Flexford, Guildford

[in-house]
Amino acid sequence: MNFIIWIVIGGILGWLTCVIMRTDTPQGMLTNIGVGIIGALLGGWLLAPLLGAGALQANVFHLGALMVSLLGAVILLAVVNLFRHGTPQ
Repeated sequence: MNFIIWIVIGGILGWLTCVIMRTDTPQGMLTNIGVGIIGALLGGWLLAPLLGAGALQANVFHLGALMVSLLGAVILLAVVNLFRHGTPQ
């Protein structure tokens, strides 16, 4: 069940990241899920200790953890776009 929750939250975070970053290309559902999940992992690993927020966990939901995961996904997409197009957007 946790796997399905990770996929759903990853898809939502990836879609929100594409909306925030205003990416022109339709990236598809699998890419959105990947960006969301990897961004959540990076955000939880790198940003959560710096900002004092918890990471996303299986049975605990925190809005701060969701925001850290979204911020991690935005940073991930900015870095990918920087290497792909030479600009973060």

Four seasons of excavation directed by D Calow of SyAS, following magnetometry and earlier trial trenching. A V-shaped Roman ditch, 2m wide x 1.2m deep, running east--west at the northern end of the site was found to continue into the neighbouring field where there was a second ditch alongside it on a slightly different alignment. The ditches may form the northern boundary of the Roman site. A Roman furnace was located that was similar to two previously identified, and which had an unusual 2m-long gully leading to the hearth. The furnaces appear to have been used for small-scale iron production. One trench was located to examine a possible building floor that had been identified during earlier work. A surface consisting of 20m² of packed flints was uncovered with postpits on two different alignments, earth and flint surfaces, together with fragments of tegula, imbrex, floor tile and an antefix. The postpits were 60cm in diameter with flints packed around 30cm diameter posts. The postpits were interpreted as the remains of one, or more probably two, 14 x 8m Roman aisled buildings each with six bays. Charcoal from an area of burning probably associated with the demolition of one of the structures gave a 14C date of AD 250–410 (95% probability). Excavation of the suggested ditched enclosure showed the ditches to be Roman in date, but varying significantly in shape, depth and finds. In a separate area remains of two Roman blacksmiths’ hearths were found each located at one end of a 2m-long gully. Two further gullies of 1st and 2nd century date were identified nearby; both were filled with slag, hammer scale and other metalworking debris. Excavation in the southern part of the site, previously surveyed by magnetometry, and from which a placed deposit of Roman objects had been recovered in 2010, revealed a circular feature with a shelving base c 10m in diameter and up to 50cm deep lined with closely packed flints and filled with sediment and debris with 3rd and 4th century pottery. A charcoal sample from the base of the sediment gave a 14C date of AD 138–339 (95% probability). This has been interpreted as a pond that may have been used for washing animals, carts or agricultural products. Missing fragments of the samian patera, first found in 2010 (SyAC 97, 201), were also recovered. In a separate area a large flint surface, edged by a ditch, with earth floors, slag, pottery and settlement debris, but with no evidence for domestic hearths, provided further evidence for Roman blacksmithing and indications of a timber-framed building. Excavation of two of a small group of anomalies at the extreme south of the site found two Roman north–south bustum burials, one of which contained calcined human bone with fragments of skull at the north end and of long bones at the southern end. A charcoal sample from one gave a 14C date of AD 131–236 while charcoal and calcined bone samples from the second gave a 14C date of AD 250–410 (both at 95% probability). (427, 431, 433, 436)